“How Easy Is That?”

Stilton & Walnut Crackers, Wild Rice Salad, Lemon Chicken Breasts, Caesar-Roasted Swordfish, Roasted Butternut Squash, Pesto, Rich Celery Root Puree

“Back to Basics”

Parmesan & Thyme Crackers, Orange Pecan Wild Rice, Tuscan Lemon Chicken, Indonesian Grilled Swordfish, Maple-Roasted Butternut Squash, Pesto, Celery Root & Apple Puree

I’ve noticed this deja-vu syndrome in many of her other publications as well.  Ina is certainly not the only cookbook writer to do this, but I just thought it interesting to point out.  Ina isn’t perfect.  But I still love her!

I also wanted to take this opportunity to review Tartine Bread by Chad Robertson with photographs by Eric Wolfinger.  This book is one of the most exquisitely photographed and thorough books I have ever read.  Tartine Bread functions as both a cookbook, an autobiography and a history of Tartine Bakery, the famed bakery in San Fransisco known for its crusty, old world-style loaves.  Chad Robertson completely seduces you as he takes you back in time to his first bread-baking apprenticeship with Richard Bourdon and then in France with Daniel Colin and Patrick Le Port.  Early to rise, late to bed, kneading, shaping, scraping, loading – the endless, physical days of a baker come alive in Robertson’s writing and the descriptions of the French countryside make you begin to question why you aren’t packing to leave for the alpes right now.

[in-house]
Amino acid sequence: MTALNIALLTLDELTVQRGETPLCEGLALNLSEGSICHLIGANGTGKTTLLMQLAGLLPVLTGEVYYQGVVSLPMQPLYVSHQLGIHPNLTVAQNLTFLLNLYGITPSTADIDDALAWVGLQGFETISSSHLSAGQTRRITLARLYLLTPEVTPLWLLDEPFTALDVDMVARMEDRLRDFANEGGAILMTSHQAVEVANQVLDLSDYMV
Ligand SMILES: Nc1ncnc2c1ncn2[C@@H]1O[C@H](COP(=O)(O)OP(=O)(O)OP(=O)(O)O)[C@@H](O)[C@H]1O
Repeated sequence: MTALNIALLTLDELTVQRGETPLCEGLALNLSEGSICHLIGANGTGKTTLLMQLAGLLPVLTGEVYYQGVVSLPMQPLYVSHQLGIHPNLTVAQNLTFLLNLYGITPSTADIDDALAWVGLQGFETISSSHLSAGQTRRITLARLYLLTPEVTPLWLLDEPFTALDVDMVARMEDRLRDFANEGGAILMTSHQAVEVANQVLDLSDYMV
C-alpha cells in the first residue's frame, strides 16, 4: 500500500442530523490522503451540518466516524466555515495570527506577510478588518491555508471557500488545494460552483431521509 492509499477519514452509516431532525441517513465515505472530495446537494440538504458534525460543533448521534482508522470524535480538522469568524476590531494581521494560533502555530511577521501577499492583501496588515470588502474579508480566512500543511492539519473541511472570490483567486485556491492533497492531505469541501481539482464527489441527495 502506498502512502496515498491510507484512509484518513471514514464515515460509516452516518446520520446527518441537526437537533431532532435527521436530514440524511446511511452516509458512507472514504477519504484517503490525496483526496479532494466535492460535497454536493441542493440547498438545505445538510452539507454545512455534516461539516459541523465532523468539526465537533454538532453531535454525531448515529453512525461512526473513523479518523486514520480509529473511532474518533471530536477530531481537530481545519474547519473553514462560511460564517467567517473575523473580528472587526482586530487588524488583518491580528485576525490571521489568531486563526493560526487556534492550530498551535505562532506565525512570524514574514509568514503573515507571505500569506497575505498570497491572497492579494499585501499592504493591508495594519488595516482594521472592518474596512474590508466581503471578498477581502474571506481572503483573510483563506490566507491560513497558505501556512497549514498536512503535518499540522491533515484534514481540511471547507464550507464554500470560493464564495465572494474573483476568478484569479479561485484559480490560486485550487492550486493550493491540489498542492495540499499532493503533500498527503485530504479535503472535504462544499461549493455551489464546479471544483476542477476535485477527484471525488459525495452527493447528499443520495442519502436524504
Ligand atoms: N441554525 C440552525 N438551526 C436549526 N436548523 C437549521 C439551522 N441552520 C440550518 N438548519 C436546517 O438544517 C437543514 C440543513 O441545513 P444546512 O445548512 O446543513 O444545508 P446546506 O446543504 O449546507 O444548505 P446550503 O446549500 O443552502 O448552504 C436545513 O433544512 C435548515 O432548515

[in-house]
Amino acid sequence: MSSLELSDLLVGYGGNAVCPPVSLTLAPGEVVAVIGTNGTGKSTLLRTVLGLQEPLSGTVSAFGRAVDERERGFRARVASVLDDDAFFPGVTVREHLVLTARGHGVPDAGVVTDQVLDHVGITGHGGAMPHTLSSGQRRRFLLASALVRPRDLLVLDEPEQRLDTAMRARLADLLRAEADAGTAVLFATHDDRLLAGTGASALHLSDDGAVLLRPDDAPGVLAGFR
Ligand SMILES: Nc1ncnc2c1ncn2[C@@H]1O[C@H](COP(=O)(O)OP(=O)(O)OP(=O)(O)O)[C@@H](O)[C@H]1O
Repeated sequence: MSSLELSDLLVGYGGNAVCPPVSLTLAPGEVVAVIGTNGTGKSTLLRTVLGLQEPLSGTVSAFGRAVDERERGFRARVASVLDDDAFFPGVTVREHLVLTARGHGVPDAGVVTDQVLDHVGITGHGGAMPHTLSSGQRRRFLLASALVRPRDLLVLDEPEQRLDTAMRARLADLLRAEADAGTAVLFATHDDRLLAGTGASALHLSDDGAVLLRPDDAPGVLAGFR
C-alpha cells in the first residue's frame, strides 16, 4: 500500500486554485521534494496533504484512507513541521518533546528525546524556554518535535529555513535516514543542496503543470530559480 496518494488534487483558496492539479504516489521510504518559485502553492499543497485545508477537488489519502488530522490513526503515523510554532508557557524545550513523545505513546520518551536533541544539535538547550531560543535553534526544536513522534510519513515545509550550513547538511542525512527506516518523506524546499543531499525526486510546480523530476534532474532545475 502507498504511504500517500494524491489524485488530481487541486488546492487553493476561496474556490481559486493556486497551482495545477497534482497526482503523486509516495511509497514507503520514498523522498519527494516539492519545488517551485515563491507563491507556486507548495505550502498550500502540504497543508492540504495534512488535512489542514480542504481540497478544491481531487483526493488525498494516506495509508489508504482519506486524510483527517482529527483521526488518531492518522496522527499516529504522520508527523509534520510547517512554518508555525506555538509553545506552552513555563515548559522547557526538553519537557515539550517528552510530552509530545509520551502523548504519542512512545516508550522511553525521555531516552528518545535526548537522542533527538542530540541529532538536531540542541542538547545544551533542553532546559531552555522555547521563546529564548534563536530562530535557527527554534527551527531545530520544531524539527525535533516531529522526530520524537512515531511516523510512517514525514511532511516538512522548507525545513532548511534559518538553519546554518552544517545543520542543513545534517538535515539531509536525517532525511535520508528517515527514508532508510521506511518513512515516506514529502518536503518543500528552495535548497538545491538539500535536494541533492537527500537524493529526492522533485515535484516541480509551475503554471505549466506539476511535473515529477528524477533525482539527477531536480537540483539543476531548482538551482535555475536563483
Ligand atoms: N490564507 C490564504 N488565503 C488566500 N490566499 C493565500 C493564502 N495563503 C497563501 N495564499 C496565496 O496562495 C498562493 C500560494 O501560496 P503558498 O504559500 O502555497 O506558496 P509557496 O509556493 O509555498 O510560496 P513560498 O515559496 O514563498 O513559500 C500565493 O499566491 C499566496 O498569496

In my mind, this book is truly a masterpiece and deserves to be called more than a cookbook.  It is a definite labor of love and despite the years it took Robertson to master his own personal bread-making style, he lays it out for the reader so simply and completely that it seems effortless.  Plus, the book cover is slightly cushy so when you lift it, it makes you think about holding a loaf of bread…maybe that’s just me.  You won’t regret giving this, or getting this, book for Christmas.  Speaking of which, I have exactly two weeks before I leave for holiday break and exactly three days left of Level Four in the program.  Three days. How did that happen?  In Levels Five & Six, I will be working in the kitchen of L’Ecole – the restaurant attached to my school.  I am so excited and also incredibly nervous to be moving into the final weeks of my program.  I will be cooking for actual customers now – not just my chefs and fellow classmates.  The end is in sight and a new set of recipes, a new kitchen and I’m sure new techniques will be here sooner than later.  As Ina would say, how bad can that be?


This entry was published on December 8, 2010 at 8:49 pm. It’s filed under Book Review, Books, Bread, Cookbook, Culinary School, Culinary Student and tagged , , , , , , . Bookmark the permalink. Follow any comments here with the RSS feed for this post.